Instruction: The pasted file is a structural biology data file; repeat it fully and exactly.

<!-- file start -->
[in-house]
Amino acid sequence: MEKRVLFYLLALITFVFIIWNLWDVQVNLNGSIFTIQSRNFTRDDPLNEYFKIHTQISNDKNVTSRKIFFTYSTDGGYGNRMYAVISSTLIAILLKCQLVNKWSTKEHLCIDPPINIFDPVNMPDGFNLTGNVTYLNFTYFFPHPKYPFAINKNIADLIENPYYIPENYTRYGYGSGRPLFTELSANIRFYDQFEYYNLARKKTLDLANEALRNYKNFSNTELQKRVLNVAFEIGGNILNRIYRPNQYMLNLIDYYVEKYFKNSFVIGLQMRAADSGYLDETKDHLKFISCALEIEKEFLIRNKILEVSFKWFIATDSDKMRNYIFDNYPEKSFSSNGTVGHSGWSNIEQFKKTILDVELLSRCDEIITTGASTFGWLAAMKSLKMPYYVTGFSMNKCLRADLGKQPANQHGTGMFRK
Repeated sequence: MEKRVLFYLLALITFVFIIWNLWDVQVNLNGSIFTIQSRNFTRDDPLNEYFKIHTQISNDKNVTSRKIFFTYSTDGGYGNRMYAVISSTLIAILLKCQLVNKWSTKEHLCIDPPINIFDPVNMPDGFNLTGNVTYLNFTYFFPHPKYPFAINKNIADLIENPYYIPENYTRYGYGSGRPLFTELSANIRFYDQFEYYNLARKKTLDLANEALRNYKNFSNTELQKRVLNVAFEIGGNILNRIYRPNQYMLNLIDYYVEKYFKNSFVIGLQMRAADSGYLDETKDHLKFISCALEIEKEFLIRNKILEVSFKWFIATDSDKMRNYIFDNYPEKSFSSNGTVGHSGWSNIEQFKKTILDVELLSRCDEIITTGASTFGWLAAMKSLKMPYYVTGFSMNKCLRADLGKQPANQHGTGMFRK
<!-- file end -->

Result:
[in-house]
Amino acid sequence: MEKRVLFYLLALITFVFIIWNLWDVQVNLNGSIFTIQSRNFTRDDPLNEYFKIHTQISNDKNVTSRKIFFTYSTDGGYGNRMYAVISSTLIAILLKCQLVNKWSTKEHLCIDPPINIFDPVNMPDGFNLTGNVTYLNFTYFFPHPKYPFAINKNIADLIENPYYIPENYTRYGYGSGRPLFTELSANIRFYDQFEYYNLARKKTLDLANEALRNYKNFSNTELQKRVLNVAFEIGGNILNRIYRPNQYMLNLIDYYVEKYFKNSFVIGLQMRAADSGYLDETKDHLKFISCALEIEKEFLIRNKILEVSFKWFIATDSDKMRNYIFDNYPEKSFSSNGTVGHSGWSNIEQFKKTILDVELLSRCDEIITTGASTFGWLAAMKSLKMPYYVTGFSMNKCLRADLGKQPANQHGTGMFRK
Repeated sequence: MEKRVLFYLLALITFVFIIWNLWDVQVNLNGSIFTIQSRNFTRDDPLNEYFKIHTQISNDKNVTSRKIFFTYSTDGGYGNRMYAVISSTLIAILLKCQLVNKWSTKEHLCIDPPINIFDPVNMPDGFNLTGNVTYLNFTYFFPHPKYPFAINKNIADLIENPYYIPENYTRYGYGSGRPLFTELSANIRFYDQFEYYNLARKKTLDLANEALRNYKNFSNTELQKRVLNVAFEIGGNILNRIYRPNQYMLNLIDYYVEKYFKNSFVIGLQMRAADSGYLDETKDHLKFISCALEIEKEFLIRNKILEVSFKWFIATDSDKMRNYIFDNYPEKSFSSNGTVGHSGWSNIEQFKKTILDVELLSRCDEIITTGASTFGWLAAMKSLKMPYYVTGFSMNKCLRADLGKQPANQHGTGMFRK